Blown asphalts are relatively stiff compared to other types of asphalts and can maintain a firm consistency at the maximum temperature normally experienced when exposed to the environment.
Blown asphalt generally is not used as a paving material. However, it is very useful as a roofing material, for automobile undercoating, and as a joint filler for concrete pavements.
If a catalyst is added during the air-blowing process, the material obtained usually will maintain its plastic characteristics, even at temperatures much lower than that at which ordinary asphalt cement will become brittle. The elasticity of catalytically blown asphalt is similar to that of rubber, and it is used for canal lining.
Tars are obtained from the destructive distillation of such organic materials as coal.
Their properties are significantly different from petroleum asphalts. In general, they are more susceptible to weather conditions than similar grades of asphalts, and they set more quickly when exposed to the atmosphere. Because tars now are used rarely for highway pavements, this text includes only a brief discussion of the subject.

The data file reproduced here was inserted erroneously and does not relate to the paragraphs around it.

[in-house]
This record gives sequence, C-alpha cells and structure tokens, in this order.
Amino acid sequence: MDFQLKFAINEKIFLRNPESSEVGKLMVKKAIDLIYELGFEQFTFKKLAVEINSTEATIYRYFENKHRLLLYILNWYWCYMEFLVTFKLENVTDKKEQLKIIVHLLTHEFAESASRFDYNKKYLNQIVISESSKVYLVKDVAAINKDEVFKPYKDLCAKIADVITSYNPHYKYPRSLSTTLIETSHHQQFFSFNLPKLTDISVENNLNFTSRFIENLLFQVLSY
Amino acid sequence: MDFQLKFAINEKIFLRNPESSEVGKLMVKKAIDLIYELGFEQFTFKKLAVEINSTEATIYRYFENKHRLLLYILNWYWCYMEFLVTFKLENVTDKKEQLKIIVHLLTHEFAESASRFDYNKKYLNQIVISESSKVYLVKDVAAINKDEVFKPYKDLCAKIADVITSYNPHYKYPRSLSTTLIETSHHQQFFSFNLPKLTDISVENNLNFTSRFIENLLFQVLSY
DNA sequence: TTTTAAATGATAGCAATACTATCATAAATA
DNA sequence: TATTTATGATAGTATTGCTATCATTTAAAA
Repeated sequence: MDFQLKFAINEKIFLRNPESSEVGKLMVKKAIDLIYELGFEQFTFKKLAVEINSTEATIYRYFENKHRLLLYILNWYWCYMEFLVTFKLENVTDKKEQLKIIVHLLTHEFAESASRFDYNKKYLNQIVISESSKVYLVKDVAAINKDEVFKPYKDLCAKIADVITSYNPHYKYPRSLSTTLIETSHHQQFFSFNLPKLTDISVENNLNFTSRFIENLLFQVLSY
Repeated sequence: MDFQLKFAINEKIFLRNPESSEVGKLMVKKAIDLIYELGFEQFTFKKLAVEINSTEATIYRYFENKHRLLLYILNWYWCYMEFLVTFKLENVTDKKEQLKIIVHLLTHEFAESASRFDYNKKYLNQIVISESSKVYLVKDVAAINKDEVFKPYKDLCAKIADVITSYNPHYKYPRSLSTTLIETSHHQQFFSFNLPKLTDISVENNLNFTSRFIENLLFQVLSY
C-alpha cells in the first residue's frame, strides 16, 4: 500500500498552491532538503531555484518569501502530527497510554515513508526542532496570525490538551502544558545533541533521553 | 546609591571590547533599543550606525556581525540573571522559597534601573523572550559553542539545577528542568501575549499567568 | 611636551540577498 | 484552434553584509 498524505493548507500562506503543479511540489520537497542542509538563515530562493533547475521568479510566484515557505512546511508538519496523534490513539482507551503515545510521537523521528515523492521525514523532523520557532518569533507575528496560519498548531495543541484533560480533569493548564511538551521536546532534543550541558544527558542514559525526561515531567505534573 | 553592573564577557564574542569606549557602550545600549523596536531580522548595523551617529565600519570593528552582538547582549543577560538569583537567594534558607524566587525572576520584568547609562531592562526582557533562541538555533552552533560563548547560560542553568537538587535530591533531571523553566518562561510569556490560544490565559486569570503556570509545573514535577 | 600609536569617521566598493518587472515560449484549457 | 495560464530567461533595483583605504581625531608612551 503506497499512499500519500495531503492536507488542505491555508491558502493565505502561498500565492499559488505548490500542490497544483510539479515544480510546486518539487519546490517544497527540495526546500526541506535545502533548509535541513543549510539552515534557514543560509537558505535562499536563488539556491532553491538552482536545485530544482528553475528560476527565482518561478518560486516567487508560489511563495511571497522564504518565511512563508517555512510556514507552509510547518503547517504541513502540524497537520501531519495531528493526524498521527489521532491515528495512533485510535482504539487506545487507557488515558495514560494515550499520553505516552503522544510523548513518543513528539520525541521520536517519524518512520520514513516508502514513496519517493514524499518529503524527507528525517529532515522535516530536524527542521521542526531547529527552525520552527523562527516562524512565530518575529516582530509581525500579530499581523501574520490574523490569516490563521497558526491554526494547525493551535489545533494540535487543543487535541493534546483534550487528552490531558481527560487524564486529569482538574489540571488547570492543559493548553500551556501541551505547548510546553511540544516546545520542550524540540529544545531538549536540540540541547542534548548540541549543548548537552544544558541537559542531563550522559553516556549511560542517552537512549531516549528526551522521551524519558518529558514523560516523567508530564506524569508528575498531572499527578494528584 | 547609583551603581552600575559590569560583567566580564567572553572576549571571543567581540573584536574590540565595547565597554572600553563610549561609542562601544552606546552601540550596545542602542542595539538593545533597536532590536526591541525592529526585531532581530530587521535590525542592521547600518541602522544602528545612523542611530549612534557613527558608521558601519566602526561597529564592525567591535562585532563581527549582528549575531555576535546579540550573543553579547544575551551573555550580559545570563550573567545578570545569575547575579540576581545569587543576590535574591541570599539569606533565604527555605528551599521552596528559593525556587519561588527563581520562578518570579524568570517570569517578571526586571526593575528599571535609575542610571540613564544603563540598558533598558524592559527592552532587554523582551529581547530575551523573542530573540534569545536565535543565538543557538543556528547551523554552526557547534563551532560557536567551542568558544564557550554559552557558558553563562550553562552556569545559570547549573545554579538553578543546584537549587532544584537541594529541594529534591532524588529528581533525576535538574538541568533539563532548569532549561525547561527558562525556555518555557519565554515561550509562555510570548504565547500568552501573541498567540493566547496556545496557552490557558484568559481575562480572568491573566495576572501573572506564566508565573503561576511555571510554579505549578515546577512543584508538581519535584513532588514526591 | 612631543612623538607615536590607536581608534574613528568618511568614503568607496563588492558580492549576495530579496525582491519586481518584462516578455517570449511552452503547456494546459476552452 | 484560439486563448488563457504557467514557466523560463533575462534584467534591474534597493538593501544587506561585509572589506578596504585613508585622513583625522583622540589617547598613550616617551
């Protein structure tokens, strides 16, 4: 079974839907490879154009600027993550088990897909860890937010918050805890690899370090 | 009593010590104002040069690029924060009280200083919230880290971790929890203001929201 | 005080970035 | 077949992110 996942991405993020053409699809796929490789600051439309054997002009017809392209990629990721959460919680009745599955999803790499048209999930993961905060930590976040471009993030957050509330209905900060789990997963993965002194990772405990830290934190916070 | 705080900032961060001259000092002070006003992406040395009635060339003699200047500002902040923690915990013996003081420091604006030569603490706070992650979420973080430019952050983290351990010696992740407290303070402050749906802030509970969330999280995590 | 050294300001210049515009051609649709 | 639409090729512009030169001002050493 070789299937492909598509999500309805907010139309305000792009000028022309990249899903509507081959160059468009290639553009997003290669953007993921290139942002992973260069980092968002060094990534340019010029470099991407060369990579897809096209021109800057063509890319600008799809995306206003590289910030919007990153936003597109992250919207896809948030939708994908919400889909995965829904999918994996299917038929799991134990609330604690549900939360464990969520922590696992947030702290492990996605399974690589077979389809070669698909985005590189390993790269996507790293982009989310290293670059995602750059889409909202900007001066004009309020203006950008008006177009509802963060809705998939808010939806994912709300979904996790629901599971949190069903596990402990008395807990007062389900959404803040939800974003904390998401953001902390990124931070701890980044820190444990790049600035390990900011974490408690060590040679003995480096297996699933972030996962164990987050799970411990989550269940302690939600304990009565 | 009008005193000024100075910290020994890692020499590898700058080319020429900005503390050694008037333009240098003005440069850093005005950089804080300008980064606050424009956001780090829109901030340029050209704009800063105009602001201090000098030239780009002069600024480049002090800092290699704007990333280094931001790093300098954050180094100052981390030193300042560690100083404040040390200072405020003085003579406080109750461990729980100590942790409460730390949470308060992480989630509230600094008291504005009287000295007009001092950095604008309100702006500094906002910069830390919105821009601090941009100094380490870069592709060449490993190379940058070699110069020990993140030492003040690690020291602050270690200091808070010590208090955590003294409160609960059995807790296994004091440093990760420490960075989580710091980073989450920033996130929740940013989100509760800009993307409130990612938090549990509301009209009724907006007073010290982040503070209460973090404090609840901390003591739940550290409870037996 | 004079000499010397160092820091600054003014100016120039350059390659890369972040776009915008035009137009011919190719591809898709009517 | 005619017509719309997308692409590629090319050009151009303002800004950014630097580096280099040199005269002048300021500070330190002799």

The American Society for Testing Materials (ASTM) has classified road tars into three general categories based on the method of production.
- Gashouse coal tars are produced as a by-product in gashouse retorts in the manufacture of illuminating gas from bituminous coals.
- Coke-oven tars are produced as a by-product in coke ovens in the manufacture of
coke from bituminous coal.
- Water-gas tars are produced by cracking oil vapors at high temperatures in the
manufacture of carburated water gas.
Road tars also have been classified by AASHTO into 14 grades: RT-1 through RT-12, RTCB-5, and RTCB-6. RT-1 has the lightest consistency and can be used effectively at normal temperatures for prime or tack coat (described later in this
The viscosity of each grade increases as the number designation increases to RT-12, which is the most viscous. RTCB-5 and RTCB-6 are suitable for application during cold weather, since they are produced by cutting back the specific grade of tar with easily evaporating solvent. Detailed specifications for the use of tars are given by AASHTO Designation M52-78.